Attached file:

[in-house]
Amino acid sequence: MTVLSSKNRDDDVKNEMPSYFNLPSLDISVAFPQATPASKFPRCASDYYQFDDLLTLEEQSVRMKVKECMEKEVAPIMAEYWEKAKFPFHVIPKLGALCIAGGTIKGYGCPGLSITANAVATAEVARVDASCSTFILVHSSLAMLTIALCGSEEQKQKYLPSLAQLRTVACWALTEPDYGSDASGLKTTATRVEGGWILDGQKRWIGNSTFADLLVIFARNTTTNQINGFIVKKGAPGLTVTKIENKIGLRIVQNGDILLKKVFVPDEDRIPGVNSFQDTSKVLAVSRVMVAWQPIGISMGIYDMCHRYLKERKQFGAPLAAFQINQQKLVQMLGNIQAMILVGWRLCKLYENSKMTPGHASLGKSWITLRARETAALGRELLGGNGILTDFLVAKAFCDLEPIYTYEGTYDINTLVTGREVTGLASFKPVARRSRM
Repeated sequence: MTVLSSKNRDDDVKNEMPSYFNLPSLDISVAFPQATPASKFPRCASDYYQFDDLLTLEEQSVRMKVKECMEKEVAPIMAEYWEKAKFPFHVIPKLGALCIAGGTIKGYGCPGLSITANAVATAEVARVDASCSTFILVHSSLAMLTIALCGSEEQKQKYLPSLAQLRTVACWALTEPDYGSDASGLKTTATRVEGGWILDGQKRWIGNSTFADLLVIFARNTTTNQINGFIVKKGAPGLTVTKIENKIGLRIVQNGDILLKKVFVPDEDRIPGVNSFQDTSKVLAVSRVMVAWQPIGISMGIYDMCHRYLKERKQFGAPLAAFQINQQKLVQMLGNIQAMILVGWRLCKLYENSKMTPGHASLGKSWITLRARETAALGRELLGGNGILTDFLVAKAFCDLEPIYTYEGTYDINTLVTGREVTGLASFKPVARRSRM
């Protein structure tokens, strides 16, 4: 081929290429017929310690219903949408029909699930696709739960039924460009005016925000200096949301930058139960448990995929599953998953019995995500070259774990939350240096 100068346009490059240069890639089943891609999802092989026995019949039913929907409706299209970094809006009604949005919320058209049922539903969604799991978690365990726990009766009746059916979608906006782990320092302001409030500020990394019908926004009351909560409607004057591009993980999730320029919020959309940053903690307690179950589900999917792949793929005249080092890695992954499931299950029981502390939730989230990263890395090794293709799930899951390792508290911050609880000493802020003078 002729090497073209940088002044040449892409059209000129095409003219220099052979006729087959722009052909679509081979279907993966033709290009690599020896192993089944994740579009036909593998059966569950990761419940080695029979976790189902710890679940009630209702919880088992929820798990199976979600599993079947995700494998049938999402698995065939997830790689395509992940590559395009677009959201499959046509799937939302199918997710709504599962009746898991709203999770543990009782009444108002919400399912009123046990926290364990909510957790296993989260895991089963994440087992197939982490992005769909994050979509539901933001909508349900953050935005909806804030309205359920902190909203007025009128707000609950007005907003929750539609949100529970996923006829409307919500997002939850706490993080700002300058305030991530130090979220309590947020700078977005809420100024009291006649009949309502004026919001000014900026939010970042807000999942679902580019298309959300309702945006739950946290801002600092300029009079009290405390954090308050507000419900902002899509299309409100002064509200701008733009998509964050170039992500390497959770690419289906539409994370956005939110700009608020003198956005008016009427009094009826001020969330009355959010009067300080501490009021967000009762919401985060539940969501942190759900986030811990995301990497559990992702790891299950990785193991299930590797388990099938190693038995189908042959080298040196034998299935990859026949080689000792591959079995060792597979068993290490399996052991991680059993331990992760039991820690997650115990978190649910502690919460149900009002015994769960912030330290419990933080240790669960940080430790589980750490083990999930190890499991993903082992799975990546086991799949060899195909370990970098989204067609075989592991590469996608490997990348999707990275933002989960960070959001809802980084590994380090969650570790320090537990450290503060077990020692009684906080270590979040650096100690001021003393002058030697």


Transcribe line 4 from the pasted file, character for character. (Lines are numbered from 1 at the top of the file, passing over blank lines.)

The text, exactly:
């Protein structure tokens, strides 16, 4: 081929290429017929310690219903949408029909699930696709739960039924460009005016925000200096949301930058139960448990995929599953998953019995995500070259774990939350240096 100068346009490059240069890639089943891609999802092989026995019949039913929907409706299209970094809006009604949005919320058209049922539903969604799991978690365990726990009766009746059916979608906006782990320092302001409030500020990394019908926004009351909560409607004057591009993980999730320029919020959309940053903690307690179950589900999917792949793929005249080092890695992954499931299950029981502390939730989230990263890395090794293709799930899951390792508290911050609880000493802020003078 002729090497073209940088002044040449892409059209000129095409003219220099052979006729087959722009052909679509081979279907993966033709290009690599020896192993089944994740579009036909593998059966569950990761419940080695029979976790189902710890679940009630209702919880088992929820798990199976979600599993079947995700494998049938999402698995065939997830790689395509992940590559395009677009959201499959046509799937939302199918997710709504599962009746898991709203999770543990009782009444108002919400399912009123046990926290364990909510957790296993989260895991089963994440087992197939982490992005769909994050979509539901933001909508349900953050935005909806804030309205359920902190909203007025009128707000609950007005907003929750539609949100529970996923006829409307919500997002939850706490993080700002300058305030991530130090979220309590947020700078977005809420100024009291006649009949309502004026919001000014900026939010970042807000999942679902580019298309959300309702945006739950946290801002600092300029009079009290405390954090308050507000419900902002899509299309409100002064509200701008733009998509964050170039992500390497959770690419289906539409994370956005939110700009608020003198956005008016009427009094009826001020969330009355959010009067300080501490009021967000009762919401985060539940969501942190759900986030811990995301990497559990992702790891299950990785193991299930590797388990099938190693038995189908042959080298040196034998299935990859026949080689000792591959079995060792597979068993290490399996052991991680059993331990992760039991820690997650115990978190649910502690919460149900009002015994769960912030330290419990933080240790669960940080430790589980750490083990999930190890499991993903082992799975990546086991799949060899195909370990970098989204067609075989592991590469996608490997990348999707990275933002989960960070959001809802980084590994380090969650570790320090537990450290503060077990020692009684906080270590979040650096100690001021003393002058030697």